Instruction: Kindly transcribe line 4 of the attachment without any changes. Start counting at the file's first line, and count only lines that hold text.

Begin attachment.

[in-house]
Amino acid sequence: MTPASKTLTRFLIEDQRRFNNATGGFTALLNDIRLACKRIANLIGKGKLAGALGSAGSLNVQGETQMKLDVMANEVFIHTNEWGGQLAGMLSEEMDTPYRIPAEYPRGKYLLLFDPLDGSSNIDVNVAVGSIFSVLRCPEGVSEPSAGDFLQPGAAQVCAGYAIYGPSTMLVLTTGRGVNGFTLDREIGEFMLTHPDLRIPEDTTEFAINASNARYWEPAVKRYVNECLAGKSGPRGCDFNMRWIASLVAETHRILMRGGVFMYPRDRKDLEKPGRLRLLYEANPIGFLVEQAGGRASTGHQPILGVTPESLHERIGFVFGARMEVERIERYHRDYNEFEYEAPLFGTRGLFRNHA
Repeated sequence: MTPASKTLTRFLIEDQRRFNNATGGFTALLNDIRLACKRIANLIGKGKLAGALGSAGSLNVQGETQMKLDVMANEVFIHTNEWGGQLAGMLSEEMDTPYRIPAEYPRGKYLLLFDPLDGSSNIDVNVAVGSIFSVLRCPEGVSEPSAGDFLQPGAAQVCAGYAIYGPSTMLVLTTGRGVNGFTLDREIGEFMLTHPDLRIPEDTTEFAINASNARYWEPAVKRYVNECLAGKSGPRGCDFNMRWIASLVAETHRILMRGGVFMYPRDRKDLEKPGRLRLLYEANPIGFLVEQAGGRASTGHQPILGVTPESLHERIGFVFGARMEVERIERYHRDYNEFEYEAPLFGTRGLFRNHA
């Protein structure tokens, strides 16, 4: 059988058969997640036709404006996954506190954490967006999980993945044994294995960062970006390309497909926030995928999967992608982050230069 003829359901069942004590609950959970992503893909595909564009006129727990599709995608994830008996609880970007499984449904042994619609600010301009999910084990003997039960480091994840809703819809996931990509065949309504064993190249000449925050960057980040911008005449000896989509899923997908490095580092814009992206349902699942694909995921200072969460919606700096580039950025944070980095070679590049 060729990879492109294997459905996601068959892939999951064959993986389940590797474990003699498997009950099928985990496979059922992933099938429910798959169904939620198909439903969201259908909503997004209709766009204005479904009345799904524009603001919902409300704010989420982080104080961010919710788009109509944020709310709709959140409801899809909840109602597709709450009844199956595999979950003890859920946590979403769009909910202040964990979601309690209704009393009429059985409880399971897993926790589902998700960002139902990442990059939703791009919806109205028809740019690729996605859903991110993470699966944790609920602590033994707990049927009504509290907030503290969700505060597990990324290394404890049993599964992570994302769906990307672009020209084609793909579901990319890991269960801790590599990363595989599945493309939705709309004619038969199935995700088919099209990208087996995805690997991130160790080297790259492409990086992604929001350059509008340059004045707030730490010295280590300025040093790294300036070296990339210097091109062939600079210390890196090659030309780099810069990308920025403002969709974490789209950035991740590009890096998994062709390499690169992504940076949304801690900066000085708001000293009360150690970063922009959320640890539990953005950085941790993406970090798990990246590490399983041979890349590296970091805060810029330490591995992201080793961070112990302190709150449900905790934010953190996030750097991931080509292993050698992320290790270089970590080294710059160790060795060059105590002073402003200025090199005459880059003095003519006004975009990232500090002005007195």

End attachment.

């Protein structure tokens, strides 16, 4: 059988058969997640036709404006996954506190954490967006999980993945044994294995960062970006390309497909926030995928999967992608982050230069 003829359901069942004590609950959970992503893909595909564009006129727990599709995608994830008996609880970007499984449904042994619609600010301009999910084990003997039960480091994840809703819809996931990509065949309504064993190249000449925050960057980040911008005449000896989509899923997908490095580092814009992206349902699942694909995921200072969460919606700096580039950025944070980095070679590049 060729990879492109294997459905996601068959892939999951064959993986389940590797474990003699498997009950099928985990496979059922992933099938429910798959169904939620198909439903969201259908909503997004209709766009204005479904009345799904524009603001919902409300704010989420982080104080961010919710788009109509944020709310709709959140409801899809909840109602597709709450009844199956595999979950003890859920946590979403769009909910202040964990979601309690209704009393009429059985409880399971897993926790589902998700960002139902990442990059939703791009919806109205028809740019690729996605859903991110993470699966944790609920602590033994707990049927009504509290907030503290969700505060597990990324290394404890049993599964992570994302769906990307672009020209084609793909579901990319890991269960801790590599990363595989599945493309939705709309004619038969199935995700088919099209990208087996995805690997991130160790080297790259492409990086992604929001350059509008340059004045707030730490010295280590300025040093790294300036070296990339210097091109062939600079210390890196090659030309780099810069990308920025403002969709974490789209950035991740590009890096998994062709390499690169992504940076949304801690900066000085708001000293009360150690970063922009959320640890539990953005950085941790993406970090798990990246590490399983041979890349590296970091805060810029330490591995992201080793961070112990302190709150449900905790934010953190996030750097991931080509292993050698992320290790270089970590080294710059160790060795060059105590002073402003200025090199005459880059003095003519006004975009990232500090002005007195």